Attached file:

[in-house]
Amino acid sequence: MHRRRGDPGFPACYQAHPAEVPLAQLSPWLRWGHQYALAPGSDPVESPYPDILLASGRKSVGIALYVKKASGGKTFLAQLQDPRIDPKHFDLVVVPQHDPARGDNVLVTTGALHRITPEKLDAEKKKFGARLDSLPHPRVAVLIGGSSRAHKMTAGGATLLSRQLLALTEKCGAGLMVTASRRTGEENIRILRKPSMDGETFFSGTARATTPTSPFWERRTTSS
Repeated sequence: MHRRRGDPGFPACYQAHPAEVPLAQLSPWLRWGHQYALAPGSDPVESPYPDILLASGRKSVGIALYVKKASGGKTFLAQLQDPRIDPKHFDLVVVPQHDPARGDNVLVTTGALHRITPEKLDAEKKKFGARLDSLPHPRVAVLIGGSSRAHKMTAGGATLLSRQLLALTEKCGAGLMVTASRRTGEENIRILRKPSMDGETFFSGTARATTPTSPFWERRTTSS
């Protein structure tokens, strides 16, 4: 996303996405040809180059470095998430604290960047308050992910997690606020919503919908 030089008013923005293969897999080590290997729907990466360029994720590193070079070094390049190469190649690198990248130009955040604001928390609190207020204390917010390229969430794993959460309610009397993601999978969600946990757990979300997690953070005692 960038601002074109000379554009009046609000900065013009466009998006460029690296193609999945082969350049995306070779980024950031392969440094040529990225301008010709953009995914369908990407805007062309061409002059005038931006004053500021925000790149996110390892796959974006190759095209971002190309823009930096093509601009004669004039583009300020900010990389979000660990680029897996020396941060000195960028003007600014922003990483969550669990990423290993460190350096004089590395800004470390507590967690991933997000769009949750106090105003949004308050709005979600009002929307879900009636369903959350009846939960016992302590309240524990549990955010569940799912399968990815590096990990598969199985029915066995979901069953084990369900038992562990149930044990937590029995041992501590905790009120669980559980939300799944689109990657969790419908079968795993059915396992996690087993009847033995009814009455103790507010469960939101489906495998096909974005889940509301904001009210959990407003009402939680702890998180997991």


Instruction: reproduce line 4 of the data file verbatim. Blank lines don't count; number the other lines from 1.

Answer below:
């Protein structure tokens, strides 16, 4: 996303996405040809180059470095998430604290960047308050992910997690606020919503919908 030089008013923005293969897999080590290997729907990466360029994720590193070079070094390049190469190649690198990248130009955040604001928390609190207020204390917010390229969430794993959460309610009397993601999978969600946990757990979300997690953070005692 960038601002074109000379554009009046609000900065013009466009998006460029690296193609999945082969350049995306070779980024950031392969440094040529990225301008010709953009995914369908990407805007062309061409002059005038931006004053500021925000790149996110390892796959974006190759095209971002190309823009930096093509601009004669004039583009300020900010990389979000660990680029897996020396941060000195960028003007600014922003990483969550669990990423290993460190350096004089590395800004470390507590967690991933997000769009949750106090105003949004308050709005979600009002929307879900009636369903959350009846939960016992302590309240524990549990955010569940799912399968990815590096990990598969199985029915066995979901069953084990369900038992562990149930044990937590029995041992501590905790009120669980559980939300799944689109990657969790419908079968795993059915396992996690087993009847033995009814009455103790507010469960939101489906495998096909974005889940509301904001009210959990407003009402939680702890998180997991």